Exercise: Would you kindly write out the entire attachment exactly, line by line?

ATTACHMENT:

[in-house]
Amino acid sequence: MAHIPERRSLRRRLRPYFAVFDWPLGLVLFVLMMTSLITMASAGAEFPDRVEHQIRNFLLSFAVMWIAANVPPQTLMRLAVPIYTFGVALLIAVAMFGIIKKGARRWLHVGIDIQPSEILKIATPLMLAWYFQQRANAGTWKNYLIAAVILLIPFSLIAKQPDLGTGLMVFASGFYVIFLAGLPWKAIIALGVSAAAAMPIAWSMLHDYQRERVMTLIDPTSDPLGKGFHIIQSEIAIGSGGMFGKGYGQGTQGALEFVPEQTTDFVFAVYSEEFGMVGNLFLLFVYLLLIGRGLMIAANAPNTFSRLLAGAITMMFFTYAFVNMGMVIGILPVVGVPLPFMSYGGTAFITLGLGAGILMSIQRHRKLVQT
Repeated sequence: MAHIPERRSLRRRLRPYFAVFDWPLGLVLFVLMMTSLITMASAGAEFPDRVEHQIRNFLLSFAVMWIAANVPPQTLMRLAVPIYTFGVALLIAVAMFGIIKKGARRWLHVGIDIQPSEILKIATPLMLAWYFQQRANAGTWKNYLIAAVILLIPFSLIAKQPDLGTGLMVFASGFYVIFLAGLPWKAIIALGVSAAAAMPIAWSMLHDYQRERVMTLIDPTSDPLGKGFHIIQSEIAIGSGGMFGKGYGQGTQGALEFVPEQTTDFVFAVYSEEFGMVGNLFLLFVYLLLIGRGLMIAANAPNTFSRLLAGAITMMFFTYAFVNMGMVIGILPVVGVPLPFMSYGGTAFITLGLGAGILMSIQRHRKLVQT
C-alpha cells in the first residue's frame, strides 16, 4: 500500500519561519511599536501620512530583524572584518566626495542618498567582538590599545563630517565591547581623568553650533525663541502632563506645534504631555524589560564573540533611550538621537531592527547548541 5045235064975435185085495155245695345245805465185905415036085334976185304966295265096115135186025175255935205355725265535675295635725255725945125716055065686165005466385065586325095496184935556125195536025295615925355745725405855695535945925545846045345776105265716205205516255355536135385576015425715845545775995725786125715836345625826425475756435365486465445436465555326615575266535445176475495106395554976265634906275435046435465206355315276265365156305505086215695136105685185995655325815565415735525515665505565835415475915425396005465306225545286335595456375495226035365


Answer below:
[in-house]
Amino acid sequence: MAHIPERRSLRRRLRPYFAVFDWPLGLVLFVLMMTSLITMASAGAEFPDRVEHQIRNFLLSFAVMWIAANVPPQTLMRLAVPIYTFGVALLIAVAMFGIIKKGARRWLHVGIDIQPSEILKIATPLMLAWYFQQRANAGTWKNYLIAAVILLIPFSLIAKQPDLGTGLMVFASGFYVIFLAGLPWKAIIALGVSAAAAMPIAWSMLHDYQRERVMTLIDPTSDPLGKGFHIIQSEIAIGSGGMFGKGYGQGTQGALEFVPEQTTDFVFAVYSEEFGMVGNLFLLFVYLLLIGRGLMIAANAPNTFSRLLAGAITMMFFTYAFVNMGMVIGILPVVGVPLPFMSYGGTAFITLGLGAGILMSIQRHRKLVQT
Repeated sequence: MAHIPERRSLRRRLRPYFAVFDWPLGLVLFVLMMTSLITMASAGAEFPDRVEHQIRNFLLSFAVMWIAANVPPQTLMRLAVPIYTFGVALLIAVAMFGIIKKGARRWLHVGIDIQPSEILKIATPLMLAWYFQQRANAGTWKNYLIAAVILLIPFSLIAKQPDLGTGLMVFASGFYVIFLAGLPWKAIIALGVSAAAAMPIAWSMLHDYQRERVMTLIDPTSDPLGKGFHIIQSEIAIGSGGMFGKGYGQGTQGALEFVPEQTTDFVFAVYSEEFGMVGNLFLLFVYLLLIGRGLMIAANAPNTFSRLLAGAITMMFFTYAFVNMGMVIGILPVVGVPLPFMSYGGTAFITLGLGAGILMSIQRHRKLVQT
C-alpha cells in the first residue's frame, strides 16, 4: 500500500519561519511599536501620512530583524572584518566626495542618498567582538590599545563630517565591547581623568553650533525663541502632563506645534504631555524589560564573540533611550538621537531592527547548541 5045235064975435185085495155245695345245805465185905415036085334976185304966295265096115135186025175255935205355725265535675295635725255725945125716055065686165005466385065586325095496184935556125195536025295615925355745725405855695535945925545846045345776105265716205205516255355536135385576015425715845545775995725786125715836345625826425475756435365486465445436465555326615575266535445176475495106395554976265634906275435046435465206355315276265365156305505086215695136105685185995655325815565415735525515665505565835415475915425396005465306225545286335595456375495226035365